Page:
This period of time can be characterized by a political, economic reconfiguration of the states (nations) largely due to two elements: 1) the collapse of the big empires (Egypt, the Hittites) brings about the emergence of the new nations such as monarchies of Aramean, Ammonite, Moabite, and Israelite; 2) agricultural production surpluses due to the metallurgy, for example (Ahlstrom, 218; 334). For the political and military purpose, the city-state is a better form with which the city-state can efficiently administer her people living in complex social stratification, and can train soldiers in fortified cities (Finklestein, 47). Eventually, the developed urban centers with a military, administrative function, can be the best form to defend her nation and furthermore to make a military campaign against the neighboring nations (Finklestein, 44-45). Economically, this period witnessed an enormous change in social and cultural life patterns: for example, from nomadic to a sedentary life, from simple, rural life to complex social life, which does not mean the absence of rural life or villages. In fact, economically, the basis of this change lies in the agricultural production of surpluses, which could make room for additional economic activities such as making crafts or tools. I will point out these two elements in more detail to relate to the necessity of the city-state in this period.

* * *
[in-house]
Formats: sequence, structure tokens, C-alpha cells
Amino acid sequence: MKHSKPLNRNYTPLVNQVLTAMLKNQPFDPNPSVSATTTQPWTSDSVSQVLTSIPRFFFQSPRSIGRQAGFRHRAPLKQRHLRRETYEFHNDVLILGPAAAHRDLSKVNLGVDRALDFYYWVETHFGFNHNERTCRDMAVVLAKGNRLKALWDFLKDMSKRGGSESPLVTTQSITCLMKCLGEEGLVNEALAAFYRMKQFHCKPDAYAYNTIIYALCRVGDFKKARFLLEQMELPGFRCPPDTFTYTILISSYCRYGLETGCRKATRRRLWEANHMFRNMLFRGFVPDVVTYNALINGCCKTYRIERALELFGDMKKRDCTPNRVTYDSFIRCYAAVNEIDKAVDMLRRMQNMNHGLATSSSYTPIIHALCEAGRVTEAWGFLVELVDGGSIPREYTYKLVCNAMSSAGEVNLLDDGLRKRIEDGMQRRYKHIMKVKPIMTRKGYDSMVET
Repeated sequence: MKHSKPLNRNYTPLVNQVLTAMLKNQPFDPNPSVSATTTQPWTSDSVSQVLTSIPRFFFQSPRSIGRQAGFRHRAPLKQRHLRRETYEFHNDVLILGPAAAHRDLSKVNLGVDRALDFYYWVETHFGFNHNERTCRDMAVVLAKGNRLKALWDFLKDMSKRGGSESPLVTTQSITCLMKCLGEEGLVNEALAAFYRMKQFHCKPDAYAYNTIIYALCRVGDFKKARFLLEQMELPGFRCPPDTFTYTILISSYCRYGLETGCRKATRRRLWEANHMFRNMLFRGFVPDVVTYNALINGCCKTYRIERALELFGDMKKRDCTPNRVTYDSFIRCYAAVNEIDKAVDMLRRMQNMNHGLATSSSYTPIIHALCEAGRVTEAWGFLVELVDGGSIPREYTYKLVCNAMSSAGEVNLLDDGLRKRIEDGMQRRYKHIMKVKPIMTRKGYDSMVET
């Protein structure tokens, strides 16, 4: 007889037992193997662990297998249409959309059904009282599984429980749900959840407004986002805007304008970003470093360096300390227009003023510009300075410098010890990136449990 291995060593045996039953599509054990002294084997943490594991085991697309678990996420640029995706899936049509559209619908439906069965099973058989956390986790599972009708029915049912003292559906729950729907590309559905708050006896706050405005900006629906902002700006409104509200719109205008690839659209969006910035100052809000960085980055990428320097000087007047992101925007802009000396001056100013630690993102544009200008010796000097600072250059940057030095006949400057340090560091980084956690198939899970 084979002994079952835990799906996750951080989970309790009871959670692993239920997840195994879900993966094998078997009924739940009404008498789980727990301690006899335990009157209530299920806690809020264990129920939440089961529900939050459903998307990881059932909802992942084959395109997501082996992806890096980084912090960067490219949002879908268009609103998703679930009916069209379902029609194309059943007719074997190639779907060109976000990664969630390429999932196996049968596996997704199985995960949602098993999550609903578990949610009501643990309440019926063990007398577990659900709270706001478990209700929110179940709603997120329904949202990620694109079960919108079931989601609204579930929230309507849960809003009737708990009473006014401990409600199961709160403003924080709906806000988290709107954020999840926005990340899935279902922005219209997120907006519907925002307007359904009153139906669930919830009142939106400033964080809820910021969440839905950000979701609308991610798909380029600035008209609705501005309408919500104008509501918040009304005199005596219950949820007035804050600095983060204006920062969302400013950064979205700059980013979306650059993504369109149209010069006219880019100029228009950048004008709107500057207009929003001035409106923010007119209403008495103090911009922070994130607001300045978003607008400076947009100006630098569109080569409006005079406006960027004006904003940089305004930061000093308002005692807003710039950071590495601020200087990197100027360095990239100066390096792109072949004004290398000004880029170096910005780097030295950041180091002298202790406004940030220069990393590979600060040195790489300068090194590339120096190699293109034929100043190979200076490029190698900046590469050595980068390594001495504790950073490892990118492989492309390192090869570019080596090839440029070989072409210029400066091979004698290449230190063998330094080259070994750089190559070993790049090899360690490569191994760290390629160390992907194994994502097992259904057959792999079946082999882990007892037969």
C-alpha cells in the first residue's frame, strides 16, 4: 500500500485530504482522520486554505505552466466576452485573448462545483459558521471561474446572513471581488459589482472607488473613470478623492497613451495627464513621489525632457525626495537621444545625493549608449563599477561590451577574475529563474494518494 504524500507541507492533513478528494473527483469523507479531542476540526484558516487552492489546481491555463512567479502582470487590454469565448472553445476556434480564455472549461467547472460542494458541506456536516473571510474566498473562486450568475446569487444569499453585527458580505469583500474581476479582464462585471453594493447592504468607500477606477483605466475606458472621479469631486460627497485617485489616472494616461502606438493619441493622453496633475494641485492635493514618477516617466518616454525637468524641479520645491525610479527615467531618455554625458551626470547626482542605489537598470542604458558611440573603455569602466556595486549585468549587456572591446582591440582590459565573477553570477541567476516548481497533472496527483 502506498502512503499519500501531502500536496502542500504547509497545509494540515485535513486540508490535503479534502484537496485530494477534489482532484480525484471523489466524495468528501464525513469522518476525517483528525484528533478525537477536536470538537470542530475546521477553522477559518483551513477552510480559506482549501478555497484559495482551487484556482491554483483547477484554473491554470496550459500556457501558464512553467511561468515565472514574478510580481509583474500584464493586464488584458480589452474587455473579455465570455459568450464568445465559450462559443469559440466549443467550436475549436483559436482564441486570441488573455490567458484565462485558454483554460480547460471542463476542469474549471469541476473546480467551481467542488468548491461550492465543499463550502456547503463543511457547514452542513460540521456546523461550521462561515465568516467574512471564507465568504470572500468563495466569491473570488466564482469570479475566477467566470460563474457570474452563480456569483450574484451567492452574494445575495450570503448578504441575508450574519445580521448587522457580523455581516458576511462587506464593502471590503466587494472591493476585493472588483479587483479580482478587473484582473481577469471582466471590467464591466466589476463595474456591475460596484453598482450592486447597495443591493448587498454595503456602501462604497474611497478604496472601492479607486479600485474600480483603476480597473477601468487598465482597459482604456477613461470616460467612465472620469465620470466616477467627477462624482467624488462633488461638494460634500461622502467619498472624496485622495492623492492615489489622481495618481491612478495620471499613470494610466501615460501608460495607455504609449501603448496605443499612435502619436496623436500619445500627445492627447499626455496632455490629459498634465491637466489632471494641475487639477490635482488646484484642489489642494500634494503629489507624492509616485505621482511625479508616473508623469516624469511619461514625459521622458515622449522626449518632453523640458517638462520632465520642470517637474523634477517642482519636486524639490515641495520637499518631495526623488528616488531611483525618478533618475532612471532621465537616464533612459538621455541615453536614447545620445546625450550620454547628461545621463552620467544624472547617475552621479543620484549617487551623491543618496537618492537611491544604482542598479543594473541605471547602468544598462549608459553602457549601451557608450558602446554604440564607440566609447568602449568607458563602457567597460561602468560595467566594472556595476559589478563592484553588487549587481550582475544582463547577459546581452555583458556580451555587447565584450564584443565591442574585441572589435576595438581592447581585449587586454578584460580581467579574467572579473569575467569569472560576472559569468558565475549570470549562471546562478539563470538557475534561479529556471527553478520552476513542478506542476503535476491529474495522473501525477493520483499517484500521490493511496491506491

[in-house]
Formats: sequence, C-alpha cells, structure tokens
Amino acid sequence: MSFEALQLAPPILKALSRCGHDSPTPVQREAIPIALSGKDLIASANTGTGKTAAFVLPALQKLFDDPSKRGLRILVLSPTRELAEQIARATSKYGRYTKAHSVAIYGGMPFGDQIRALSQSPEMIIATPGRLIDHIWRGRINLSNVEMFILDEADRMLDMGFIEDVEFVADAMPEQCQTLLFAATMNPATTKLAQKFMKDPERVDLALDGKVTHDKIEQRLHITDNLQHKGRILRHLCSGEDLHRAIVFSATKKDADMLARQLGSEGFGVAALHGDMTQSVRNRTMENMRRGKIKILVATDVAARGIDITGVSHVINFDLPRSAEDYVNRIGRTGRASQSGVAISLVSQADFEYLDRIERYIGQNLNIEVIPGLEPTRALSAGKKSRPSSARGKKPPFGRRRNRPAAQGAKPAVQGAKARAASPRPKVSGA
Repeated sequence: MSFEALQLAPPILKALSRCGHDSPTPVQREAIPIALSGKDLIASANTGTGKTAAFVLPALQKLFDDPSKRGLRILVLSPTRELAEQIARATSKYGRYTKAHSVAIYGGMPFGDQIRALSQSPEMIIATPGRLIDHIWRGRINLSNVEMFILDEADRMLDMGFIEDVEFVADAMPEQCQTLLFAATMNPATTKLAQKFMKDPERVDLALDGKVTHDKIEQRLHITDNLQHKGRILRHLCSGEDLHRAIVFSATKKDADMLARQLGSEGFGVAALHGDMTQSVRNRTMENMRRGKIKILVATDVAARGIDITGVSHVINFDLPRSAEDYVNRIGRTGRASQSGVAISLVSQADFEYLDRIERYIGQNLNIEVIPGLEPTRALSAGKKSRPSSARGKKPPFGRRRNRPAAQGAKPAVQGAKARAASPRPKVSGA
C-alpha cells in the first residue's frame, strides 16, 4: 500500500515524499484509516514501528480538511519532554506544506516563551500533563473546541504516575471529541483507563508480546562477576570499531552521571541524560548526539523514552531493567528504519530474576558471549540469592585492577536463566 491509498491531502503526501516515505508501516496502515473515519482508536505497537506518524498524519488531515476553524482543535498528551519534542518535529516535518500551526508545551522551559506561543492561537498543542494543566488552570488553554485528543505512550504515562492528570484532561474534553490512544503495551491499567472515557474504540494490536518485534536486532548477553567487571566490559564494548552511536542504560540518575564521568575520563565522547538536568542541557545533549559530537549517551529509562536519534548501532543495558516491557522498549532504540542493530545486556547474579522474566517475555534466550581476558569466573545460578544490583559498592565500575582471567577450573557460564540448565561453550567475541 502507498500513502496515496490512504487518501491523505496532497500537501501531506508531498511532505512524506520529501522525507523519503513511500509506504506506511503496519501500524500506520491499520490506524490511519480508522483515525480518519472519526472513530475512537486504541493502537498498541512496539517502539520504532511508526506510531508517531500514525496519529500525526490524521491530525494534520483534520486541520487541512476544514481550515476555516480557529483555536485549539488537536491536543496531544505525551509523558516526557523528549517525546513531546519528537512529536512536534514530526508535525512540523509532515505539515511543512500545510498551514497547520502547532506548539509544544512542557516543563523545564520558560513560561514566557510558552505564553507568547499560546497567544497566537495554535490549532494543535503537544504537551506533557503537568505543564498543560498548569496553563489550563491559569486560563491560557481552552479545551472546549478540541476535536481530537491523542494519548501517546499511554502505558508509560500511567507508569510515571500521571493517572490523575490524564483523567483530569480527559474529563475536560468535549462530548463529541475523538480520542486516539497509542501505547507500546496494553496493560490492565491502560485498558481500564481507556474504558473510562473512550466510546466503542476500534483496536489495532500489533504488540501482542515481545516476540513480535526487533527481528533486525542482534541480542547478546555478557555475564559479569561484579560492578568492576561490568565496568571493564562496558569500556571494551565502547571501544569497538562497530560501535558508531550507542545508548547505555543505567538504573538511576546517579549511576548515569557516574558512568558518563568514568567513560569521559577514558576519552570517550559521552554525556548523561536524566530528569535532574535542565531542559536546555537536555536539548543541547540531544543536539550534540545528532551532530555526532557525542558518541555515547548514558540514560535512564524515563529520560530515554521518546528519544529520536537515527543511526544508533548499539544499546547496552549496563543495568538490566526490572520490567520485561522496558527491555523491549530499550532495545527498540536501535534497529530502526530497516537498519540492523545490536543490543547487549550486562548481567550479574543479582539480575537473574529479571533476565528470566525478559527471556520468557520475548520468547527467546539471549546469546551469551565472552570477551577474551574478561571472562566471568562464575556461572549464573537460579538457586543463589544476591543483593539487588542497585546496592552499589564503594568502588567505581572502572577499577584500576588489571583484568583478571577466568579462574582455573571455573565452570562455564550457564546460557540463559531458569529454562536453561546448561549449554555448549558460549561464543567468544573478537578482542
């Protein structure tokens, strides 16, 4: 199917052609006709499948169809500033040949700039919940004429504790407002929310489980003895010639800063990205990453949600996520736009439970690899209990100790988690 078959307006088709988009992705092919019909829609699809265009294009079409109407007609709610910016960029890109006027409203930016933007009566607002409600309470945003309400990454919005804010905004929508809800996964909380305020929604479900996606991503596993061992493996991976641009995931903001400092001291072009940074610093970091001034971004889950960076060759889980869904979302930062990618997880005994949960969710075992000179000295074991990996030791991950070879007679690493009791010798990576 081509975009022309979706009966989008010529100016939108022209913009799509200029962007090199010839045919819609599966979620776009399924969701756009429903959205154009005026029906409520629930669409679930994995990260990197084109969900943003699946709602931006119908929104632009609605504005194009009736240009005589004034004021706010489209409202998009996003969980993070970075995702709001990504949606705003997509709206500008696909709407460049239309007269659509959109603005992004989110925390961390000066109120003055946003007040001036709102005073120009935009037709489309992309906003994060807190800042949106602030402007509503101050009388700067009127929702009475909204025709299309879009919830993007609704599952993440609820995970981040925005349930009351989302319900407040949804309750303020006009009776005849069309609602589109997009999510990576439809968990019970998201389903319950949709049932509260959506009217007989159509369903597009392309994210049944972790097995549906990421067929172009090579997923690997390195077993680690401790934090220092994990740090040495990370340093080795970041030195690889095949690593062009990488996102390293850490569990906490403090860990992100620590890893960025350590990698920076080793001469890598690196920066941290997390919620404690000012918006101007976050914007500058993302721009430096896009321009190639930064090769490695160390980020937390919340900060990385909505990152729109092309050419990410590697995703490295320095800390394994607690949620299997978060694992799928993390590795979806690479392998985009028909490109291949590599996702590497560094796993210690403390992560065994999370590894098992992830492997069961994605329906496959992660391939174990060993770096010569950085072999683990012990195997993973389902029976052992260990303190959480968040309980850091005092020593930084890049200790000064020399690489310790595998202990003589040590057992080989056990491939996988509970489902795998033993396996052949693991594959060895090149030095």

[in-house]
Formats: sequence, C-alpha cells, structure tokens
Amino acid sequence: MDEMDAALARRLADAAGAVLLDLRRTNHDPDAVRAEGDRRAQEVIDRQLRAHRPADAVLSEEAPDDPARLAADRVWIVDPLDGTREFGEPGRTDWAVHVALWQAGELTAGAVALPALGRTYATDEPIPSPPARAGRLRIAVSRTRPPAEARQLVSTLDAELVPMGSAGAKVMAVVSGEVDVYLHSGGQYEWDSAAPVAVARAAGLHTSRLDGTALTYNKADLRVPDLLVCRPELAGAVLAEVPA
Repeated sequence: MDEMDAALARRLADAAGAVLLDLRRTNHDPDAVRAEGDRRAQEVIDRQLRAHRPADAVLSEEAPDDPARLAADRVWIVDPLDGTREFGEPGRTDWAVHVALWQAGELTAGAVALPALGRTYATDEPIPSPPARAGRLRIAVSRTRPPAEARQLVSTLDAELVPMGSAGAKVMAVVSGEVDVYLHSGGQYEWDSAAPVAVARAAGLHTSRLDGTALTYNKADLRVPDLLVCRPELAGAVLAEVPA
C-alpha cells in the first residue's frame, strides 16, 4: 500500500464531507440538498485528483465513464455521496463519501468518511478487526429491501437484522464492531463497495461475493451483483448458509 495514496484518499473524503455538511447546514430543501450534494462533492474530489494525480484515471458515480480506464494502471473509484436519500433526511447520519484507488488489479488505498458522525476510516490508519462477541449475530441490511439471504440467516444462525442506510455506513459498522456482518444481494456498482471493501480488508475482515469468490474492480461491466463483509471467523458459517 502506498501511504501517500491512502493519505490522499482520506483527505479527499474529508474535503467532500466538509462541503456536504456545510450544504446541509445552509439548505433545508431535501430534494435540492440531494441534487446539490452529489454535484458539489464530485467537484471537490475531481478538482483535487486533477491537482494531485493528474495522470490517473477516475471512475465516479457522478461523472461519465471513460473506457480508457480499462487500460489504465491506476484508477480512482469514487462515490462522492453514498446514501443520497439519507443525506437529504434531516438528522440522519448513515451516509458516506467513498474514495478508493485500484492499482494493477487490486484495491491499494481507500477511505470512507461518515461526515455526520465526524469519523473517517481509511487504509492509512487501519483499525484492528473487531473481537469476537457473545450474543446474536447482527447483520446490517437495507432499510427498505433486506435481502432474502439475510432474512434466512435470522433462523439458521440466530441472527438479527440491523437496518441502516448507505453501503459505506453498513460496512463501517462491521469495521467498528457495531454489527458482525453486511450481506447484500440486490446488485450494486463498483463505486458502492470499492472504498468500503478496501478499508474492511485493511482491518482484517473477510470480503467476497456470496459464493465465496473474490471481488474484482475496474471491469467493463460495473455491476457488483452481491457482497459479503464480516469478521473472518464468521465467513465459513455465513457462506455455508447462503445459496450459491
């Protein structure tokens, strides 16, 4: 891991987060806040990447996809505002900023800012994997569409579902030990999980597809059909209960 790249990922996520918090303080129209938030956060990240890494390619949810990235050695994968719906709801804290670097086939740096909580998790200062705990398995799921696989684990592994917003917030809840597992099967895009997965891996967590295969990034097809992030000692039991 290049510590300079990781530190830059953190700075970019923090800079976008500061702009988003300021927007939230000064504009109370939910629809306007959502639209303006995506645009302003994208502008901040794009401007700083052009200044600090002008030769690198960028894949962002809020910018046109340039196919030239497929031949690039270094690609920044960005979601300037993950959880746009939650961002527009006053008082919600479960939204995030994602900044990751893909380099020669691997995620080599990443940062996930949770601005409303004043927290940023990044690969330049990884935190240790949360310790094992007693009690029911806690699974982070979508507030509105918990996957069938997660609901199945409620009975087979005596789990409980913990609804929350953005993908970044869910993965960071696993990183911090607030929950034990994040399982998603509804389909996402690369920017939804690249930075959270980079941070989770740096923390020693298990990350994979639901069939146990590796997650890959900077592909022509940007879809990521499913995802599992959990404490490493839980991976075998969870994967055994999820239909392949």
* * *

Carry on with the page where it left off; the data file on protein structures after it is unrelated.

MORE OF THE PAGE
First of all, the city-state presupposes the power concentration of military leaders (chieftains) or Kings, who give service to landowners by defending her land or extending her border, and in return, maintaining their positions as chieftains, or kings later in monarchies. This power center in the cities actually serves the kings and the upper class as such. In other words, the city-state plays a role in securing their benefits by effectively defending their nation against the neighboring nations’ invasions such as the Philistines or Ammonites or sometimes by expanding their land. The power center means that the city has all resources for kings in terms of wealth and the political elite. Also in the city-state, in the case of emergency, a military commander-in-chief (a king) can easily make use of all resources: soldiers, foods, and the intelligence of the elite. On the other side of political necessity of the city-state, political control should be mentioned because the nation is now much more complex than before, in its social stratification: slaves, peasants, landowners, artisans, traders, scribes, palace officials, soldiers, and priests. The city-state should intervene in possible conflicting situations to maintain the status quo of the social strata. In this regard, the city-state with the political elite can give a legislative form to control this status quo. By way of summary, it should be noted that the political necessity of the city-state in this period should be found both in an external and internal business. “External” has to do with a military purpose that serves eventually the kings and the upper class (the urban elite and the landowners). “Internal” has to do with matters related to administration.